CURIOUS? WHY CURIOUS?When 17th century apothecary and naturalist James Petiver published a picture of what, for 200 years, would be Britain's most enigmatic butterfly, Albin's Hampstead Eye, he reported: "Where it was caught by this curious person". His implication was that Eleazar Albin was not just strange, not just odd, but was fuelled by curiosity.
Ongoing projects:These are some of the books and other projects going on at the moment......
Beetles — in the Collins New Naturalist series
Call of nature: the secret life of dung
House guests, house pests
How to be a curious entomologist
BBC Wildlife Magazine
Hallelujah — a beetle larva to bring me to my knees
Apparently I let out a triumphal cry and sank to my knees to greet this wonderful creature — the bizarre, secretive larva of Drilus flavescens. I’ve never seen one before, but instantly knew it from photos that other people had taunted me with. And it features on the cover of the newly published Royal Entomological Society handbook on beetle larvae. Click on the photos to see the Youtube videos we took of it rippling along the South Downs Way near Plumpton Plain just west of Lewes.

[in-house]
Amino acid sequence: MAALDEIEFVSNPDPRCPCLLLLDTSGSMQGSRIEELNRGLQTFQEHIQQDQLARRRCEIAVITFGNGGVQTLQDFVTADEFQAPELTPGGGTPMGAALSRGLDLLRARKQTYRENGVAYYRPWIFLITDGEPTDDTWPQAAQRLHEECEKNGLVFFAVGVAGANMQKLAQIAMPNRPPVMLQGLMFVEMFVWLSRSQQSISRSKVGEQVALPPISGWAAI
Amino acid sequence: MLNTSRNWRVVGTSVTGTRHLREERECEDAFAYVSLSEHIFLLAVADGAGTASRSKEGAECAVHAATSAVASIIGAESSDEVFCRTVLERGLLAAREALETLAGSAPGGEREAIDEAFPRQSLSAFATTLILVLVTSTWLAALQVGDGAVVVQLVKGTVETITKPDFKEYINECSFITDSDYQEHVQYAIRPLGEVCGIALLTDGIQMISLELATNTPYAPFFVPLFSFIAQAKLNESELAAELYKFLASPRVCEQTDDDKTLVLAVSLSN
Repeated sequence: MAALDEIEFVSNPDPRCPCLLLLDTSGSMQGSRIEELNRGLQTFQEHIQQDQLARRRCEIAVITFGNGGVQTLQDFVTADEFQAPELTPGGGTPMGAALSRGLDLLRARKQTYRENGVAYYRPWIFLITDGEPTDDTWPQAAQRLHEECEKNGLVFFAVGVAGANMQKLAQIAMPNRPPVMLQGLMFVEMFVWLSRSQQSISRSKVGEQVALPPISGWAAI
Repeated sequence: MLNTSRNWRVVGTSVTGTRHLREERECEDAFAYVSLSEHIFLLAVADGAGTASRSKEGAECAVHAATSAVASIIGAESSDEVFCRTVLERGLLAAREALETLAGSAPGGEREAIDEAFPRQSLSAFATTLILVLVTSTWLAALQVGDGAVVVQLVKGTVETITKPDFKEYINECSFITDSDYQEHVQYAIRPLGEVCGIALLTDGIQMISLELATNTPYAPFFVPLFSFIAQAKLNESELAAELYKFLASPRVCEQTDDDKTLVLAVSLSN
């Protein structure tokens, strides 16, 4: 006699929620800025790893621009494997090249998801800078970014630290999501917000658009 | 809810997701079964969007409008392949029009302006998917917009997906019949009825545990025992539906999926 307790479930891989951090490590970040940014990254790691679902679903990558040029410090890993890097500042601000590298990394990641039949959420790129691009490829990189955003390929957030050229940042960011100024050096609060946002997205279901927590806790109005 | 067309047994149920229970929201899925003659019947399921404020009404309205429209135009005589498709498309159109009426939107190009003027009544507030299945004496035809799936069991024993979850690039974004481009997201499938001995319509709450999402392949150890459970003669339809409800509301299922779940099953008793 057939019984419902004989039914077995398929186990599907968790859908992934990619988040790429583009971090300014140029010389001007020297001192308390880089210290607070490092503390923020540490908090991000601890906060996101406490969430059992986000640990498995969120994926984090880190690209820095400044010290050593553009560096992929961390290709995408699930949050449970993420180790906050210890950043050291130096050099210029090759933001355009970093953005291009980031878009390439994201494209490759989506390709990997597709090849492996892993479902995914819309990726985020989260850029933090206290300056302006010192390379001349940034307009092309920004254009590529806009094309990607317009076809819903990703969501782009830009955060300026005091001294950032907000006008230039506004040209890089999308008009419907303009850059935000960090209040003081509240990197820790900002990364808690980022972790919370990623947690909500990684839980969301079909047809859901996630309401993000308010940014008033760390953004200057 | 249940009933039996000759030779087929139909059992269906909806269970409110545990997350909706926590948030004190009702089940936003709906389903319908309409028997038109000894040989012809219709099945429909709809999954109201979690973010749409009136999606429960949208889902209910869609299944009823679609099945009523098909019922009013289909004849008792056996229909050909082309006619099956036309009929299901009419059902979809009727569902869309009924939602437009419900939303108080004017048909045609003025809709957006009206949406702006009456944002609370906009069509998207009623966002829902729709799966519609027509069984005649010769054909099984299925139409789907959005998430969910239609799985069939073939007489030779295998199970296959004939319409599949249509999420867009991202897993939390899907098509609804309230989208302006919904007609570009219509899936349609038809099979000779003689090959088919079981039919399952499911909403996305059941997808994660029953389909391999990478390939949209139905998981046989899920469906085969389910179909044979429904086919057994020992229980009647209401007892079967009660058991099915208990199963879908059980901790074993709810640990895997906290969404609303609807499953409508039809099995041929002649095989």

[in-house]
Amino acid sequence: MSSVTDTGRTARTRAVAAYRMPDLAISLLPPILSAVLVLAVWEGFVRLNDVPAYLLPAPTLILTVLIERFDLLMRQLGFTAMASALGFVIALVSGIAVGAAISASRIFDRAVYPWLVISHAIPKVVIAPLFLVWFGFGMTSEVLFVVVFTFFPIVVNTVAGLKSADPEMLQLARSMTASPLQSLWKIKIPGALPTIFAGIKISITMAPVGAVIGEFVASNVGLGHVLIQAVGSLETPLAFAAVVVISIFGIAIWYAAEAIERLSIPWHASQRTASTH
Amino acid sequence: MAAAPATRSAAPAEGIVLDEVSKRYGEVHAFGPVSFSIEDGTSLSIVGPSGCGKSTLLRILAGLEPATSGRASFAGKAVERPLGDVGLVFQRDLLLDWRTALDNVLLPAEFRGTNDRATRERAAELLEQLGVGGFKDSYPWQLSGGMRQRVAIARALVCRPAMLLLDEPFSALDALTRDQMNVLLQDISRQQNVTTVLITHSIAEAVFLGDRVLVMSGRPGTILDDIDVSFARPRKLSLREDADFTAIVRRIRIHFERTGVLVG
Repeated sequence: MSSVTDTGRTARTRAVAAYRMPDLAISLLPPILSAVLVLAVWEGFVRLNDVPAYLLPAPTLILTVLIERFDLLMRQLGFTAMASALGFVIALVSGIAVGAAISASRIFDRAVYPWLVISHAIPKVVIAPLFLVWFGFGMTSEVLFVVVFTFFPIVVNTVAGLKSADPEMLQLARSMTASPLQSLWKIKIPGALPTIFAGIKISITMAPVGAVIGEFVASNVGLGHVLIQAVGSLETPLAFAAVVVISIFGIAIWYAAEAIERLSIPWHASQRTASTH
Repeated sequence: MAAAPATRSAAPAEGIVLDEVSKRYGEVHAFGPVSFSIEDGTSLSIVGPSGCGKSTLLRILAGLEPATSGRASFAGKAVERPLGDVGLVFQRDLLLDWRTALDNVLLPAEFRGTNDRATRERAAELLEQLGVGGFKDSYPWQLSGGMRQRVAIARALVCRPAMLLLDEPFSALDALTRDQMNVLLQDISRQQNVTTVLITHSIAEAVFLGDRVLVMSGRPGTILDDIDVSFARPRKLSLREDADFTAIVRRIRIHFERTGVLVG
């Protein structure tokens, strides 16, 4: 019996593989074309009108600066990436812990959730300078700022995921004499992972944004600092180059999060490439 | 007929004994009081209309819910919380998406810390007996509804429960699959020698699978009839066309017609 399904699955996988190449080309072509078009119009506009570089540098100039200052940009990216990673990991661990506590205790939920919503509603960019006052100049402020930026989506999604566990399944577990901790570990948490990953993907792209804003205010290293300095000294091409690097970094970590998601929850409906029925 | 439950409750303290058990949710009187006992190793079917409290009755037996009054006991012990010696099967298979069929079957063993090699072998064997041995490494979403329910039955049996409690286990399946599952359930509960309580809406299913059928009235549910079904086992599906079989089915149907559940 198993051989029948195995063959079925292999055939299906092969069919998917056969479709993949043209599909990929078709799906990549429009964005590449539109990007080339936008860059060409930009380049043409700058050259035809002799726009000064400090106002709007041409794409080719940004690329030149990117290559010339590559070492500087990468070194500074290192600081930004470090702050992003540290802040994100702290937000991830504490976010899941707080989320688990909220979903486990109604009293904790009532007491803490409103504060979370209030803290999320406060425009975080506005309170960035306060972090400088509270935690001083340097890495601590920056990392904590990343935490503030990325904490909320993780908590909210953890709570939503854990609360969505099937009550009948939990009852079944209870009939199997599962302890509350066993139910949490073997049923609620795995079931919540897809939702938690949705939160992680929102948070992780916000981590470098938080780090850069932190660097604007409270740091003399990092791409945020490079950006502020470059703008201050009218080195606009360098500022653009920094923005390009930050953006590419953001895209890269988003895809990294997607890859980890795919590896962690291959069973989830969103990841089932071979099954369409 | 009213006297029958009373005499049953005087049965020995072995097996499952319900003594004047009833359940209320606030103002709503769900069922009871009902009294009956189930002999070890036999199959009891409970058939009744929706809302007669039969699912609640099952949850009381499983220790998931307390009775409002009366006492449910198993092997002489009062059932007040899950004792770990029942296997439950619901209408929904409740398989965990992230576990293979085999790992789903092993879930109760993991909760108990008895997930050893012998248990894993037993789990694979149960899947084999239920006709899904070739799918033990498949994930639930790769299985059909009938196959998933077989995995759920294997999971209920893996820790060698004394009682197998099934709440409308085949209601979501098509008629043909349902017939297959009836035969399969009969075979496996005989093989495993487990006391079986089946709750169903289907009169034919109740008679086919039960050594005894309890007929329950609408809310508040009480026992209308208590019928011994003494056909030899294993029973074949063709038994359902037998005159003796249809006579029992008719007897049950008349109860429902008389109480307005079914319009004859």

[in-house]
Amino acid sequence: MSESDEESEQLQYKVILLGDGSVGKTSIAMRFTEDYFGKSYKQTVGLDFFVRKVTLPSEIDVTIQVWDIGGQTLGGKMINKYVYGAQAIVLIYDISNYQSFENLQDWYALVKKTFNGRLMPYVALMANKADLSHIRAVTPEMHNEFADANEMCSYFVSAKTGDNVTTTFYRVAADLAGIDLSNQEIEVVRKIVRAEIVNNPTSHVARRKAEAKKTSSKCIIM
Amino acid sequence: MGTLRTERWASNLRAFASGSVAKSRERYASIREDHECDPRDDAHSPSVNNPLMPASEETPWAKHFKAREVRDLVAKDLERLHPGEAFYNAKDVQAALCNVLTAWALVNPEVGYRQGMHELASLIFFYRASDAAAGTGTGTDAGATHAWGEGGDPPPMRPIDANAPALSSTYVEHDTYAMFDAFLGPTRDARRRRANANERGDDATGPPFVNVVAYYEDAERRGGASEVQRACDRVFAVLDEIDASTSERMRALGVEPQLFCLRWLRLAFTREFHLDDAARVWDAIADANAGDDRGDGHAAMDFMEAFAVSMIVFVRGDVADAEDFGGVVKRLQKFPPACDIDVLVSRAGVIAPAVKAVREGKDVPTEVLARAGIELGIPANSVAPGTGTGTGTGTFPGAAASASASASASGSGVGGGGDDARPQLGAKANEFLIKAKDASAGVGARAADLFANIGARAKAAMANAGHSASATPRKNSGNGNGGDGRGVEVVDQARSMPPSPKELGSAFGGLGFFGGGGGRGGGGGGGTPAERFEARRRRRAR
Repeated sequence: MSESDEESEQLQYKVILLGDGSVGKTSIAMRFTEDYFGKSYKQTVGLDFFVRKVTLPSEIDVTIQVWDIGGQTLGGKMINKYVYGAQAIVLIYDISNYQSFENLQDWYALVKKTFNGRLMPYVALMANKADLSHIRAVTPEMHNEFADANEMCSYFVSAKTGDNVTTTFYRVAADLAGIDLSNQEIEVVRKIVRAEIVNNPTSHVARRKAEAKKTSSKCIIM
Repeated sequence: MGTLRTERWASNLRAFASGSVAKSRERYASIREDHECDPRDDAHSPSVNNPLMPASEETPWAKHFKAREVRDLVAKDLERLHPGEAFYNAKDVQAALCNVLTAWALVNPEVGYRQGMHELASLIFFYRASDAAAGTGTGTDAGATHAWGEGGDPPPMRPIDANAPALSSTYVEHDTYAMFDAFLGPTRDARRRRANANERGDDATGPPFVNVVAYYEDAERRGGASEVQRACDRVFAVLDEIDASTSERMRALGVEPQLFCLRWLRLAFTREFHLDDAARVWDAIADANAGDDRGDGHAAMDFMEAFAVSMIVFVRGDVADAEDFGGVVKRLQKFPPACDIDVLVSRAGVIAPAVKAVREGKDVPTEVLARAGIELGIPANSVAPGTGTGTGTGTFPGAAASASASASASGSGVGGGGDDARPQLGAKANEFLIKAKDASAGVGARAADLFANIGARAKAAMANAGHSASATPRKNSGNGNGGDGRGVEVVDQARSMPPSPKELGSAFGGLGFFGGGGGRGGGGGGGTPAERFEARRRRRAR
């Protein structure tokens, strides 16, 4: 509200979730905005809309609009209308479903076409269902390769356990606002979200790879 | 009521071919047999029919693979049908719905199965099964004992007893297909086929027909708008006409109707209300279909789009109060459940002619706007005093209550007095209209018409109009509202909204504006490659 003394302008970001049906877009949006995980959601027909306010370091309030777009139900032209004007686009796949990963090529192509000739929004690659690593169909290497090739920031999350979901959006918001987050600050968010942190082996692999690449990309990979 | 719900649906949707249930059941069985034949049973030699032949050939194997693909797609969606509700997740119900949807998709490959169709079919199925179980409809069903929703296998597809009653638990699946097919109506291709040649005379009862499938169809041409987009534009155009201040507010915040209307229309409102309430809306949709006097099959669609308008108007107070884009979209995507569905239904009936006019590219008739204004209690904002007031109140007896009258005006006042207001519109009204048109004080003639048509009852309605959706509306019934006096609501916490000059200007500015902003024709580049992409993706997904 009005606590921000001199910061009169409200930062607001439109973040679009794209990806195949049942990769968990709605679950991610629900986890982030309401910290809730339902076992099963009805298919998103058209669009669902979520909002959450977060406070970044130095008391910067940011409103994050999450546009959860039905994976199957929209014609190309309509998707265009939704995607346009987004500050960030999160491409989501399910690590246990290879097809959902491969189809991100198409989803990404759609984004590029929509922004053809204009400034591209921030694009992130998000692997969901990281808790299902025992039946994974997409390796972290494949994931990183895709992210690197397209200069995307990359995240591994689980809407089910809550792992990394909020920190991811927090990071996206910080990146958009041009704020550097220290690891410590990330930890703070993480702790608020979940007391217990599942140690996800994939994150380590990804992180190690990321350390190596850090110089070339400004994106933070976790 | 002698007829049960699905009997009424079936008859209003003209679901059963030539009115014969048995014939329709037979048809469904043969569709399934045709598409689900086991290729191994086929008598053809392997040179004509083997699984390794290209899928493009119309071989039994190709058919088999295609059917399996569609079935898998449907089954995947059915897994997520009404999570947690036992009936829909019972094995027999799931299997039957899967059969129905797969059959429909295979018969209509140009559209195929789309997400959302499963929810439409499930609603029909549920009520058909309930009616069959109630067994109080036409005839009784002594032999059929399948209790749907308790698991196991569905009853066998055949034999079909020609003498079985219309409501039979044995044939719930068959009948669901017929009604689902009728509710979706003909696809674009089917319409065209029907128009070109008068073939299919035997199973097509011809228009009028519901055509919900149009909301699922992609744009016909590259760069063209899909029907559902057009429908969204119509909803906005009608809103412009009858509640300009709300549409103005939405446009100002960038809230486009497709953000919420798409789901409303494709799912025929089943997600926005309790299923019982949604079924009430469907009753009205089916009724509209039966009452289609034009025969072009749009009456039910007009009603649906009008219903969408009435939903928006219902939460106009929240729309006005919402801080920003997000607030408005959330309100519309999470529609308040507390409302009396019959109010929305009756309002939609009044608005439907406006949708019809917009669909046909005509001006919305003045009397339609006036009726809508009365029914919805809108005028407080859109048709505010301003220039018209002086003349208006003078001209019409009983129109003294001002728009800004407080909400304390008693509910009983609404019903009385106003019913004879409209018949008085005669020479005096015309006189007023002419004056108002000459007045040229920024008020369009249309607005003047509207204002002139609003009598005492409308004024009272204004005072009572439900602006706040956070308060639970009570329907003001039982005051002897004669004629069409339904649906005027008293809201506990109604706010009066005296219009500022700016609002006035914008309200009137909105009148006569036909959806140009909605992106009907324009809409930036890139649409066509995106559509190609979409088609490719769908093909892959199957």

The beetle is rather local, on chalk downland in southern England. At least the male is. It looks just like a beetle — its wing cases are brown, its head and thorax are black, and its long feathery antennae are very distinctive. It flies readily and I’ve caught it in my bare hands in my parent’s garden at the foot of the South Downs in Sussex. The female, on the other hand, is a flaccid bag of eggs, lacking wings or wing-cases and weighing 50–100 times as much as a male. On 18 June 2003 I was similarly brought to my knees by this beetle when I found a mating pair walking across the footpath at High Elms, near Downe in Kent.
Entomology is one of the most fascinating studies in the world. There is always something new to see, to discover, to get excited about. I thrive on what some people might call a childish enthusiasm. And it makes me smile.